The human spirit is stronger than anything that can happen to it.
Painful experiences from childhood and later in life as well traumatic events seem to get locked into our nervous system with the original images, sounds, thoughts, feelings, physical sensations, self-perceptions, etc. Frequently, we do not remember consciously exactly what happened, especially when painful experiences occurred at a young age. However these locked-in experiences stored in the brain get triggered in the here and now, especially when “reminders” occur. Reminders are current experiences, which are similar to the earlier experiences and trigger part of the stored information. This triggering can create a great deal of internal discomfort, which seems to come out of “nowhere” and is difficult to control. Some people may experience a great deal of inner tension, physical pain, painful memories, low self-esteem/unworthiness and negative thoughts. Our way of functioning in the world, especially our self-worth, how we relate to others, and how we react to different situations is related to such locked-in material. EMDR procedure seems to unlock the nervous system and allows the brain to reprocess these stored experiences, helping people neutralize negative feelings and sensations and thereby feeling better about themselves and the past. (adapted from Shapiro, pp 120-121).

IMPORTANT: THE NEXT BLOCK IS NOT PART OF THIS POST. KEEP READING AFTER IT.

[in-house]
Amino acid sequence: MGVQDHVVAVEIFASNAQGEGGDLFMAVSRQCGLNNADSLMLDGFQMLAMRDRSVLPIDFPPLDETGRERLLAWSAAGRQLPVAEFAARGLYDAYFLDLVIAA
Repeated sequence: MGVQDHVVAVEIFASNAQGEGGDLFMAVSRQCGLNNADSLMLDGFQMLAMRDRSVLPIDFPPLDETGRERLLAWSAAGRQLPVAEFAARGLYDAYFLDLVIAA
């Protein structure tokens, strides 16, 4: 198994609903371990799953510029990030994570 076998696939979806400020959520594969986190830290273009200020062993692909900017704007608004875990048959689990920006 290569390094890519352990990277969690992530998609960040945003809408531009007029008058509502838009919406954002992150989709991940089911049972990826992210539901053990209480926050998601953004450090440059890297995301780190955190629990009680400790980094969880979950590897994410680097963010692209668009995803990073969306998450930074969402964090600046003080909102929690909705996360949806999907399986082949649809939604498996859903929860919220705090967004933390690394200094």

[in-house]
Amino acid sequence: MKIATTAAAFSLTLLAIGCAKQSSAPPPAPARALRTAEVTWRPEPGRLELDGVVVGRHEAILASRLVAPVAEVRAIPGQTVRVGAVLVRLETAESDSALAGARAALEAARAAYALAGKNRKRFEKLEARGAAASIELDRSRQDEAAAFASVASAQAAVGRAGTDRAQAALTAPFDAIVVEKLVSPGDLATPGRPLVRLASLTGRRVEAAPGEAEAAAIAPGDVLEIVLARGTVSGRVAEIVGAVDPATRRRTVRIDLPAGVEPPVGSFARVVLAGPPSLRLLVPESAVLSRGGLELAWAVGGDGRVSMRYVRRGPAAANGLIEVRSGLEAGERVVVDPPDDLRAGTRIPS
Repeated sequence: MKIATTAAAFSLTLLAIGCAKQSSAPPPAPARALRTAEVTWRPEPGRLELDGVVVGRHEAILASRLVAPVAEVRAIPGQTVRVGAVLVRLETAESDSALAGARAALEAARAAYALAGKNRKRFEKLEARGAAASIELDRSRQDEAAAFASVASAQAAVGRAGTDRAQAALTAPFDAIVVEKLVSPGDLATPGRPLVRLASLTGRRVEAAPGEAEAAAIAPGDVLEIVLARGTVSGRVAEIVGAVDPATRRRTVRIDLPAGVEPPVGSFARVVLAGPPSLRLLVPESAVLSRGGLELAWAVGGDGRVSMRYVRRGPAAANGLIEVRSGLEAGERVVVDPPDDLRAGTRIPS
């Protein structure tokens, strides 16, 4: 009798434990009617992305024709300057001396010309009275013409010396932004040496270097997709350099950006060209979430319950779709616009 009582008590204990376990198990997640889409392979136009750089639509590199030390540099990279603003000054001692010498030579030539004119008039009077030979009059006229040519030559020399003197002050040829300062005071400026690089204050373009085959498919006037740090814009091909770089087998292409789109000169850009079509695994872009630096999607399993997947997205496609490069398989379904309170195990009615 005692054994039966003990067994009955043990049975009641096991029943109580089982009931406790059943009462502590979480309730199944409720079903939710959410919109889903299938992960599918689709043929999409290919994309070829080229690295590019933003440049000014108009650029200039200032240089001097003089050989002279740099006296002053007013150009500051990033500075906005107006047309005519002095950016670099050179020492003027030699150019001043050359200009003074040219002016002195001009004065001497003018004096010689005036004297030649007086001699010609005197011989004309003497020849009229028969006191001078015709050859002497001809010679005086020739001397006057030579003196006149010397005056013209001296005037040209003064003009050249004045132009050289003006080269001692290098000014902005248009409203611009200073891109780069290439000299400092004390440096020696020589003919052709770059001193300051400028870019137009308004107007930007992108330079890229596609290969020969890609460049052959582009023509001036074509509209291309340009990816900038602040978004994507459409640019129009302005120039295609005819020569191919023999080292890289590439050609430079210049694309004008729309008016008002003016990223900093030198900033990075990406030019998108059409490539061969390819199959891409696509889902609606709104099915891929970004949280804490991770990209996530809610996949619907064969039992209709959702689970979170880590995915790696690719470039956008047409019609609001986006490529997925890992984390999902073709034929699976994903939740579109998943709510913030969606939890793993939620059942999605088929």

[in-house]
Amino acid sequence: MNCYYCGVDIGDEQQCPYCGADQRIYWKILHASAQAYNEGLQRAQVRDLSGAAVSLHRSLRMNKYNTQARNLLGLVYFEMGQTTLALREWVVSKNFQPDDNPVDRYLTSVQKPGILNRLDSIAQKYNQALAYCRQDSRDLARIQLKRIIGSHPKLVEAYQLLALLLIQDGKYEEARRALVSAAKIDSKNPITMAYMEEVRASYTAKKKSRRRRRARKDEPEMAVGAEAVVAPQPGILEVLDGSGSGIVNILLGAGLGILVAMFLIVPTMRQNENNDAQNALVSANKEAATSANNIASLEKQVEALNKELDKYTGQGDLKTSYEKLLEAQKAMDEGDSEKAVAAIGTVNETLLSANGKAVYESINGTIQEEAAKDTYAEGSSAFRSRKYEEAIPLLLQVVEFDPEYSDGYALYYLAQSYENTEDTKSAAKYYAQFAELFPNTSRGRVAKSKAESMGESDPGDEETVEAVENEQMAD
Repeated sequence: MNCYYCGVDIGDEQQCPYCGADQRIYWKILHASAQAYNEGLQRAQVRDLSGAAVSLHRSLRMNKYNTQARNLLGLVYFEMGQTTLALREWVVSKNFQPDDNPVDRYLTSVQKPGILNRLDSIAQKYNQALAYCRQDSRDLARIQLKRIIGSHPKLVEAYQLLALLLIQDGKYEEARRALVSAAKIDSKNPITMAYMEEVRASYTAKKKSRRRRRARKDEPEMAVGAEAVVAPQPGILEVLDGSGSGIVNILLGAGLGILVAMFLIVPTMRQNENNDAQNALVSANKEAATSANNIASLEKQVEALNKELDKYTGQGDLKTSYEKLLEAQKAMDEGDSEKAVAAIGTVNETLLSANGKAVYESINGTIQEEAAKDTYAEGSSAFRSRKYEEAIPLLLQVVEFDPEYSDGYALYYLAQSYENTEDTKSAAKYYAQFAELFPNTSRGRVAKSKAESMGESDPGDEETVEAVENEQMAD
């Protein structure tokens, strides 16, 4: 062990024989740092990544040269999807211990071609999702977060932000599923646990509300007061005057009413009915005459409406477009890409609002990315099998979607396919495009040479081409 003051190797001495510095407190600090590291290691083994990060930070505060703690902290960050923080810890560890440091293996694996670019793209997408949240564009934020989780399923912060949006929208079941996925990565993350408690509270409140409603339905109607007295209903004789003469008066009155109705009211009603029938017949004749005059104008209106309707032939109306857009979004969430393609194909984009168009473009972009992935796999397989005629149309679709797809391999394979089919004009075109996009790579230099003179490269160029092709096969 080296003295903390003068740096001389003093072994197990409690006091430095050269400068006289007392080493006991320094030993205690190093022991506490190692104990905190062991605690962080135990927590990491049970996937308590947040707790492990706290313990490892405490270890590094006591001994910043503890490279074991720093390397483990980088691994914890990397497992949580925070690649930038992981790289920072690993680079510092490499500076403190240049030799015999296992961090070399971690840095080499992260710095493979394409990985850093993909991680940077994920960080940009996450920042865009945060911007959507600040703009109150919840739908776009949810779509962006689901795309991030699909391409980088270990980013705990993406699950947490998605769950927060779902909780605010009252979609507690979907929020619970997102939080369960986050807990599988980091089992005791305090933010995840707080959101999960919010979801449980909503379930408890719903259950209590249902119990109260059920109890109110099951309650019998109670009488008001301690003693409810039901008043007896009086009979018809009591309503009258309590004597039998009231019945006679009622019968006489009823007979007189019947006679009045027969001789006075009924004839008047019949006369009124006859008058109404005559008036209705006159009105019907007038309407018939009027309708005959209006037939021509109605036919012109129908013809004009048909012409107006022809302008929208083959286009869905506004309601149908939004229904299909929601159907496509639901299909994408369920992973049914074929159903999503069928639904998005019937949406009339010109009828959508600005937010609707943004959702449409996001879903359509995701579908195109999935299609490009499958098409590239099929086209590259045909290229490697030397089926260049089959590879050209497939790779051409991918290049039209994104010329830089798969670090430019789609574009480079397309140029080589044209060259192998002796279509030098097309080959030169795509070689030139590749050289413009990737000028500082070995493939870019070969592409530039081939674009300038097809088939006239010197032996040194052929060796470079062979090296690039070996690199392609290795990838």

Contact Caroline Sabi
WHAT IS EMDR?
Eye Movement Desensitization and Reprocessing (EMDR) is a powerful new method of doing psychotherapy. To date, EMDR has helped an estimated half million people of all ages relieve many types of psychological stress.
How Was EMDR Developed?
In 1987, psychologist Dr. Francine Shapiro made the chance observation that eye movements can reduce the intensity of disturbing thought under certain conditions. Dr. Shapiro studied this effect scientifically and, in 1989, she reported success using EMDR to treat victims of trauma in the Journal of Traumatic Stress. Since then, EMDR has developed and evolved through the contributions of therapists and researchers all over the world. Today, EMDR is a set of protocols that incorporate elements from many different treatment approaches.
How Does EMDR Work?
No one knows exactly how EMDR works. However, we do know that when a person is very upset, their brain cannot process information as it does ordinarily. One moment becomes “frozen in time,” and, remembering a trauma may feel as bad as going through it the first time because the images, sounds, and smells, and feelings haven’t changed. Such memories have a lasting negative effect on the way a person sees the world and relates to other people that interfere with his or her life. EMDR seems to have a direct effect on the way that the brain functions. Normal information processing is resumed, so following a successful EMDR session; the images, sounds, and feelings no longer are relived when the event is brought to mind. What happened is still remembered, but it is less upsetting. Many types of therapy have similar goals. However, EMDR appears to be similar to what occurs naturally during dreaming or REM (rapid eye movement) sleep. Therefore, EMDR can be thought of as a physiologically based therapy that helps a person see disturbing material in a new and less distressing way.